PATIENTS who are diagnosed as having breast cancer are routinely followed up to detect recurrences at an early stage and to institute immediate therapy.
There is a belief among patients and physicians that if the recurrence is detected early—when the tumor load is smaller—there is a higher likelihood of disease control, complete remission, or at least extended survival.
This approach to the early detection and treatment of metastases has led to routine surveillance of patients. No established guidelines exist for postoperative follow-up of patients with stage I and II breast cancer. Clearly, patients receiving adjuvant therapy require observation during therapy, but the value of follow-up of patients after therapy and of patients who have never received adjuvant therapy has not been established.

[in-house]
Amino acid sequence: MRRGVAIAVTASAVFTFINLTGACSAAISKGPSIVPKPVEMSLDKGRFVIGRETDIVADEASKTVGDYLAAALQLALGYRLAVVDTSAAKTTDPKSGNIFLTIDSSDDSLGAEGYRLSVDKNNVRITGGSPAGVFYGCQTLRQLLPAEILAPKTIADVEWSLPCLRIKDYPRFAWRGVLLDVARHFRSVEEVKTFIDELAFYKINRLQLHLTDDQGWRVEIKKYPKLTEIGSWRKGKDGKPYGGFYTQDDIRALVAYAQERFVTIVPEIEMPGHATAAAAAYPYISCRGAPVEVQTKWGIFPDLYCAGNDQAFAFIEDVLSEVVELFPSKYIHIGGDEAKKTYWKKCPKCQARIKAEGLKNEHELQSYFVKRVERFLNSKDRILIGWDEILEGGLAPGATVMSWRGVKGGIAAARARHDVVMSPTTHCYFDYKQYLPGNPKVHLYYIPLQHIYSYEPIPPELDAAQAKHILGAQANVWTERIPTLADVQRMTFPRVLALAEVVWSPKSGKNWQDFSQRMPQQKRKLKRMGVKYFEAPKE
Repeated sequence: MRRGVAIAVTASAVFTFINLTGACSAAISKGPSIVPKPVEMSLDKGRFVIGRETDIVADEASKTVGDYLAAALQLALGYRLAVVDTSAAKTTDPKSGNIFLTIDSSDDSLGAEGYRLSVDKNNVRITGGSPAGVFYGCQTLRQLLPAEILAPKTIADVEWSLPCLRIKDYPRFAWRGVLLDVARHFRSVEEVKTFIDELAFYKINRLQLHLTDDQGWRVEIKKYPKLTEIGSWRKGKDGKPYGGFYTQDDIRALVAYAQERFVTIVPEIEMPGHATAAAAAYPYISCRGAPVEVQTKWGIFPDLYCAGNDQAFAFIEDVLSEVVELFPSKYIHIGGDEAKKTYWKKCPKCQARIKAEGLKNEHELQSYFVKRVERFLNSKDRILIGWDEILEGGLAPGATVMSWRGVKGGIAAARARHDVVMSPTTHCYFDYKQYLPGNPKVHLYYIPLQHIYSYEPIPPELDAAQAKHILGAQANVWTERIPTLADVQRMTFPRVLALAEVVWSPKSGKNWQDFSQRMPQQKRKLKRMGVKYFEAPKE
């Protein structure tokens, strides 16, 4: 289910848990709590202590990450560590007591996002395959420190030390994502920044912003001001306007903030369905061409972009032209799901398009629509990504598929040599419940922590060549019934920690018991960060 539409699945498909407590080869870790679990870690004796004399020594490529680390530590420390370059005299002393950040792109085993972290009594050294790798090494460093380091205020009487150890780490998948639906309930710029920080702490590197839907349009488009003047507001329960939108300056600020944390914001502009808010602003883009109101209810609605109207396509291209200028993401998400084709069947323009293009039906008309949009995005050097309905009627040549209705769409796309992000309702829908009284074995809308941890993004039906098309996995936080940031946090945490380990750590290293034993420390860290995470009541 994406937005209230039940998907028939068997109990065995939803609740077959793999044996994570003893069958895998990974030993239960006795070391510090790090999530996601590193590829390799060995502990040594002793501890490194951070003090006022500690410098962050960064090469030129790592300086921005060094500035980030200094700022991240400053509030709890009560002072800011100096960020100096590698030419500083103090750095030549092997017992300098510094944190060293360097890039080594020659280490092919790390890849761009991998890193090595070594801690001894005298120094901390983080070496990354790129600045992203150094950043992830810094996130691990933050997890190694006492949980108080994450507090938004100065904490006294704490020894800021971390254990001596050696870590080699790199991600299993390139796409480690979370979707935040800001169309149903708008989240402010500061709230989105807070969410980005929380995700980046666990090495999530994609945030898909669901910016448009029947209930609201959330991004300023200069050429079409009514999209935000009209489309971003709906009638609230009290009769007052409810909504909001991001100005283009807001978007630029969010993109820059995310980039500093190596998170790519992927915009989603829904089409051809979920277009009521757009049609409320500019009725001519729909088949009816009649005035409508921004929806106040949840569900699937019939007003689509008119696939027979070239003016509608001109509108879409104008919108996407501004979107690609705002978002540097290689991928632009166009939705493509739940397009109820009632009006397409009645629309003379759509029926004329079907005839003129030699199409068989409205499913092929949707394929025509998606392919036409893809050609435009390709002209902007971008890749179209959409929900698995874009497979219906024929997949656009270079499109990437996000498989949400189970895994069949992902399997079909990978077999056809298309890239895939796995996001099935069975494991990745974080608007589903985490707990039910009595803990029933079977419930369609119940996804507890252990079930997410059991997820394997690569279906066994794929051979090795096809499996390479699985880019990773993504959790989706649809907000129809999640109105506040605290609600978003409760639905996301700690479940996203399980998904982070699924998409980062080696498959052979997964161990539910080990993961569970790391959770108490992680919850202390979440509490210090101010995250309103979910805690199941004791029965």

Most surveillance programs for recurrence of breast cancer include a patient history and physical examination, complete blood cell count, chemistry profile, and tumor marker (either carcinoembryonic antigen or